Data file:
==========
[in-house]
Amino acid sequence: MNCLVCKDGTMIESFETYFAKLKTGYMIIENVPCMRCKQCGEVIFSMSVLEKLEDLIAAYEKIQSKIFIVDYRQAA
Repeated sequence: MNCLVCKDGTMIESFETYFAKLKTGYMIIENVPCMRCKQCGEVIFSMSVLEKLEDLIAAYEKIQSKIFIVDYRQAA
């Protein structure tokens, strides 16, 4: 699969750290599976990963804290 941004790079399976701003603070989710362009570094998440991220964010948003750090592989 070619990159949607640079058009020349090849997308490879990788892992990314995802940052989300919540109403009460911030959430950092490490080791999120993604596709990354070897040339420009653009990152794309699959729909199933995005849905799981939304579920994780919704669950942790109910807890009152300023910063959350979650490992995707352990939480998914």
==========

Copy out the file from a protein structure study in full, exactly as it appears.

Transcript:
[in-house]
Amino acid sequence: MNCLVCKDGTMIESFETYFAKLKTGYMIIENVPCMRCKQCGEVIFSMSVLEKLEDLIAAYEKIQSKIFIVDYRQAA
Repeated sequence: MNCLVCKDGTMIESFETYFAKLKTGYMIIENVPCMRCKQCGEVIFSMSVLEKLEDLIAAYEKIQSKIFIVDYRQAA
């Protein structure tokens, strides 16, 4: 699969750290599976990963804290 941004790079399976701003603070989710362009570094998440991220964010948003750090592989 070619990159949607640079058009020349090849997308490879990788892992990314995802940052989300919540109403009460911030959430950092490490080791999120993604596709990354070897040339420009653009990152794309699959729909199933995005849905799981939304579920994780919704669950942790109910807890009152300023910063959350979650490992995707352990939480998914």